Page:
Though Borges's stories are the works most immediately associated with his name, they form but a fraction of his total output—some forty books and probably thousands of magazine articles. Moreover, as we saw earlier, not a few of those stories make use of Argentine subjects; in the same way, roughly half of Borges's lyric verse (some three or four hundred pages) has a nativist touch and deals with Buenos Aires landmarks or Argentine historical figures. Borges's literary journalism—written for local consumption and published in small journals, news dailies, and middlebrow magazines such as Hogar (Home), where in the 1930s Borges reviewed foreign books—far outweighs, in terms of bulk, the fine-grained stories on which his global fame rests. Hence, throughout his fife as a man of letters, Borges has written not for foreigners but for interested Argentine readers and friends. And though his universalism is obviously essential to his work, it is something picked up on native ground, through family ties and from wide reading at home. Borges never went the route of self-exile, which has been the lot of many an author of peripheral origins since the Yankee James and the Irishman Joyce. Except for his seven years as a late adolescent and young adult in Europe, and his globetrotting dating from the 1960s, Borges's life and work are experientially rooted in the world of Buenos Aires.
Borges's personal identity, moreover, originates in the historical reality of Argentina. Names of his ancestors figure prominently in the nation's books, archives, and street signs. They are men who founded and governed colonial settlements, who fought in the wars of liberation from Spain, who took part in the politics of early independence, and who spearheaded the frontier warfare that shaped the Republic. Among Borges's ancestors are Juan de Garay, founder of Buenos Aires; Jerónimo Luis de Cabrera, who founded Córdoba (Argentina's second largest city); a distant great-uncle, Francisco Narciso de Laprida, who, at the 1816 Congress of Tucumán, declared the independence of "the United Provinces of South America" from Spanish control; great-grandfather Colonel Isidoro Suárez, who led a decisive battle against the Spaniards in the early nineteenth century; and his grandfather, Colonel Francisco Borges, who fought against Indians and gaucho insurgents. The Borges line is one rich in martial antecedents, a fact of which the author was always proud. As a boy, he grew up with swords, knives, and other such battle gear decking the walls of the family home. As a poet, he often wrote movingly of them, both the men and the instruments.
Needless to say, bookish Borges stands far removed from this world of fast action, blood, and gore—except through the vicarious medium of those poems dealing with military battles and his stories depicting gauchos. Thomas Mann in his novel Buddenbrooks gave striking shape to this historical phenomenon in the character of young Hanno, a delicately artistic boy, who emerges and flourishes only at the point when the grand old Buddenbrooks family is in decline, is indeed nearing the end of its existence. The real-life artist Borges vividly incarnates Mann's notion, for he is the very last of the immediate Borges line, there being no brothers or sons to perpetuate the name. Beyond the family, Borges himself once remarked to some reporters that his career as author closely coincides with the secular decline of the Argentine nation.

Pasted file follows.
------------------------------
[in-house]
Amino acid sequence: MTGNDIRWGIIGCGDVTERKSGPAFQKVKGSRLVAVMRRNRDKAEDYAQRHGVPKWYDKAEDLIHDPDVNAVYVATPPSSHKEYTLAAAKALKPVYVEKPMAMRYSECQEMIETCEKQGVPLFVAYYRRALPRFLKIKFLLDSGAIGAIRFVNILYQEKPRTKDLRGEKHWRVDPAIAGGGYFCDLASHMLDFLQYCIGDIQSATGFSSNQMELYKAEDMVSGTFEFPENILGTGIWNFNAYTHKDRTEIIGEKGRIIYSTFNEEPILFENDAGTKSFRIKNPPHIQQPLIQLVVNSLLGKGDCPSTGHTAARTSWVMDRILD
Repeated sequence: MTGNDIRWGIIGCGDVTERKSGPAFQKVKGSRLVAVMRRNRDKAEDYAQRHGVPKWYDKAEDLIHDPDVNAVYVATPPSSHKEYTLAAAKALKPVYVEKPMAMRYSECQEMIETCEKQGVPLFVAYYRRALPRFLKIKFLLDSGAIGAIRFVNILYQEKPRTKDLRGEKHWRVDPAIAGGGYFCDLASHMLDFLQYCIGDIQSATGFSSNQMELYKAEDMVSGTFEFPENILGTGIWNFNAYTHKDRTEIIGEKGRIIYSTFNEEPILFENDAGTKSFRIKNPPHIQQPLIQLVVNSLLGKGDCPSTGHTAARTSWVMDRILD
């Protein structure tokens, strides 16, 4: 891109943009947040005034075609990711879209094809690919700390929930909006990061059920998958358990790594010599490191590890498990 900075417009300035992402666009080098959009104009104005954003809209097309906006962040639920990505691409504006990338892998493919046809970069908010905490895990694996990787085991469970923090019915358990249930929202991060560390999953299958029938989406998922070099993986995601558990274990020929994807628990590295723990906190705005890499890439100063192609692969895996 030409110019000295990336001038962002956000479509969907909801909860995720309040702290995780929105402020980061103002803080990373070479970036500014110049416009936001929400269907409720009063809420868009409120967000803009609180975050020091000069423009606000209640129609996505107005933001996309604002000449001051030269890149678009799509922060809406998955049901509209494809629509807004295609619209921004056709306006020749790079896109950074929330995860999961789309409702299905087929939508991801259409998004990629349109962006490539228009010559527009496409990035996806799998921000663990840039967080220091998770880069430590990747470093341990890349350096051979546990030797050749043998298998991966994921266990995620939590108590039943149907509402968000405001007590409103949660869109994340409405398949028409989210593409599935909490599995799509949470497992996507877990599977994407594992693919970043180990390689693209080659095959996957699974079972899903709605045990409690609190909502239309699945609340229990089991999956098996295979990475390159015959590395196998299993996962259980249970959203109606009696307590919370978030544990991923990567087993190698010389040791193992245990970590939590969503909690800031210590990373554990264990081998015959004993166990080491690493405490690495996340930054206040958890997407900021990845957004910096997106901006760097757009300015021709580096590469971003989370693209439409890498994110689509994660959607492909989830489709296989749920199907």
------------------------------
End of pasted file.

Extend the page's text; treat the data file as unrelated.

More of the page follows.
The paradox, then, is that Borges's greatest writing—universalist and cosmopolite but also porteño in outlook—issues from a man whose roots he deep in his country's past. As a minor indication of this, Borges's Argentine interviews differ substantially in content from his hundreds of published conversations with foreign interlocutors; for in the company of compatriots his allusions, hints, and echoes are of an extremely local kind, recognizable only by other Argentines. In a quite literal sense, Borges's family past and personal handiwork are part of the national history; he is as much an Argentine author as, say, Robert Lowell (whose Boston-Brahmin origins are analogous to Borges's own background) is an American one.
The strong British and even Anglophile streak in Borges also comes, to some extent, out of family ties. His grandmother, Frances Haslam, was a Victorian lady who, on a chance visit to her sister in Argentina in 1870, happened to meet Colonel Francisco Borges and there married him within a year; tragically widowed in 1874., she stayed on with the family in Buenos Aires until her own death, six decades later, in 1935. Among the offspring of the union was Borges's father, Jorge Guillermo, bilingually raised; Jorge Guillermo in turn nurtured his son Jorge Luis—"Georgie," as he was affectionately called—on both Spanish and English, while Grandmother Haslam used to recite to him from the King James Bible, much of which she knew from memory. (Borges once recalled how, as a child learning to talk, he found himself addressing his Argentine grandma one way, his English one another; it was only some time later that he realized he had been employing different languages.)
In sum, the author-to-be grew up in what was a happy blend, a richly harmonious world of two languages and their cultures: military-historical Argentina and nineteenth-century England, with the intellectual and political attitudes of each. It is thus understandable that Borges should see no conflict between European and Argentine cultural values, inasmuch as he stems from and is a beneficiary of both. These nativist-cum-foreign strands in Borges's genealogy are also the basic constituents of his artistic makeup, persisting throughout his life as a man of letters.